Administrator Grant Thornton, who took on the payday lender when it collapsed in 2018, said that the value of the claims "significantly exceeded" the amount of cash available to be paid out to former Wonga customers.
In 2014, the Financial Conduct Authority (FCA) found the firm had lent money to many people who would never be able to repay, prompting a crackdown on the sector.Administrators have since received 380,000 eligible claims against the business worth £460m in total - averaging £1,200 a claim.
People took to Twitter to voice their anger at the news.
One Twitter user, Andrea Price, wrote: "What an absolute joke Wonga being told I was due a refund of £1,200 I now have an email telling me I’ll get £7.11!! It’s an insult!! And I have to wait four weeks having been told compensation would be paid by 30th January!!"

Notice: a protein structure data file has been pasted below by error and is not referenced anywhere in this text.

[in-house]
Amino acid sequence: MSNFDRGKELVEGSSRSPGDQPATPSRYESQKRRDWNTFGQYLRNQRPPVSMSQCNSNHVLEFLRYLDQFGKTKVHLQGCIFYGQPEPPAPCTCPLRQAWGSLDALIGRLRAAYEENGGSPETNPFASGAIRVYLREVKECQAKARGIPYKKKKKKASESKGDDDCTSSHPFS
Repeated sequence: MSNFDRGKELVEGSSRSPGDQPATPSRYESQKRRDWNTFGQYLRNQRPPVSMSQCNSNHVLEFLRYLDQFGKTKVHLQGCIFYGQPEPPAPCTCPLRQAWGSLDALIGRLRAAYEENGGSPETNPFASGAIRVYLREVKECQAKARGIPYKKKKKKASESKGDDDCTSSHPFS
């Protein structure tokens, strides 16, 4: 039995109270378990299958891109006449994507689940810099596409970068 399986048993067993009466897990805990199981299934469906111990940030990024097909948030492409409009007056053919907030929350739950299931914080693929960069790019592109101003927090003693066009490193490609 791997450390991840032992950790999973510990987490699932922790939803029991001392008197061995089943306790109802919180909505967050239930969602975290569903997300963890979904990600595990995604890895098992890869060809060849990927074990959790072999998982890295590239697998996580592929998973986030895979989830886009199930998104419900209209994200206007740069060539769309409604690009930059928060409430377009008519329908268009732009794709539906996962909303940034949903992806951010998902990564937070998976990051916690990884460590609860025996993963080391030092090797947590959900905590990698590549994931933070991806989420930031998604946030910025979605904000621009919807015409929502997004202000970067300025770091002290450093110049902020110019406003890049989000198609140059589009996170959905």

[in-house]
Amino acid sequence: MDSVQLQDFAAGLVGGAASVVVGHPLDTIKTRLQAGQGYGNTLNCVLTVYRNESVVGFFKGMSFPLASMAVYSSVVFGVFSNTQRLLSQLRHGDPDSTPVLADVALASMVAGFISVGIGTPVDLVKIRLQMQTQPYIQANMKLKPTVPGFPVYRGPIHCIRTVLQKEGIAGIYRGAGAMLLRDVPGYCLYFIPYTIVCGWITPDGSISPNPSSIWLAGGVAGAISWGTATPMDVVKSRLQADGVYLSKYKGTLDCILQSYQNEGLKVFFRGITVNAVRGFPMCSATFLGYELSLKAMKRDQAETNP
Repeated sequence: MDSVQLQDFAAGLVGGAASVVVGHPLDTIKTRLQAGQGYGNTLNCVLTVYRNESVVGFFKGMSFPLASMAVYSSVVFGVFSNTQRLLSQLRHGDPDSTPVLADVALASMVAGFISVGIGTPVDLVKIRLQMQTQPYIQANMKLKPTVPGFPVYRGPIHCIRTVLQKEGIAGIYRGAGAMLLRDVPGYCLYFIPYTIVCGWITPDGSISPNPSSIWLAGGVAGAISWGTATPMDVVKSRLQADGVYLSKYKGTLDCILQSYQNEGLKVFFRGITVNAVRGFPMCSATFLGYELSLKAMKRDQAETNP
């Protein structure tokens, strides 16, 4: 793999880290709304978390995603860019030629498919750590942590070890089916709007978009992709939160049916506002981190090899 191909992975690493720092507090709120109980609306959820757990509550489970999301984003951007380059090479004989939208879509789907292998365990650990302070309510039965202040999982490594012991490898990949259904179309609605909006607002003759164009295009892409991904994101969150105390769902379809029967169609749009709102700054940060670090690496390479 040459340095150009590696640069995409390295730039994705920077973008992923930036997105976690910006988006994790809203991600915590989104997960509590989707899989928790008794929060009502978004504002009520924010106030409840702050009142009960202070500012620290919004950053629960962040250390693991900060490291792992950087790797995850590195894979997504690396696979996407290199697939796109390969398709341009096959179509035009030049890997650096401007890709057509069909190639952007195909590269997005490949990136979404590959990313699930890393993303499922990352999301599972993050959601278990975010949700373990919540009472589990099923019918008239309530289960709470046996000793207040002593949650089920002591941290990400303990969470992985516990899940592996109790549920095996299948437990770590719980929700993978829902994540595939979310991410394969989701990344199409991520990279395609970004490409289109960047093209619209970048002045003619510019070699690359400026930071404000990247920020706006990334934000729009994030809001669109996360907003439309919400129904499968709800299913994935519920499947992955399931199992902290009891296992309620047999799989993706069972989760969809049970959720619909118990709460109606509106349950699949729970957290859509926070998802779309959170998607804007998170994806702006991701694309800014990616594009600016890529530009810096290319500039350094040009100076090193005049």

Another customer, Andrew Thrussell, wrote: "£104 compensation from agreed £2.5k. #wonga Now, I know the initial contact stated the final sum would be considerably lower, but why did they bother specifying the full value? An email out of the blue today saying I'm receiving £104 would have gratefully received!! Cheers Wonga!
A spokesman for Grant Thornton said: "As the joint administrators have explained throughout the course of the administration, the final dividend payment is significantly smaller than accepted claim values, owing to the fact that the total value of all accepted claims significantly exceeded the money available to be shared out."
Figures analysed last year found that the number of payday loans being issued is falling dramatically. The report, published in December by income streaming app Wagestream found that the number of loans issued in the last quarter fell 37 per cent year on year.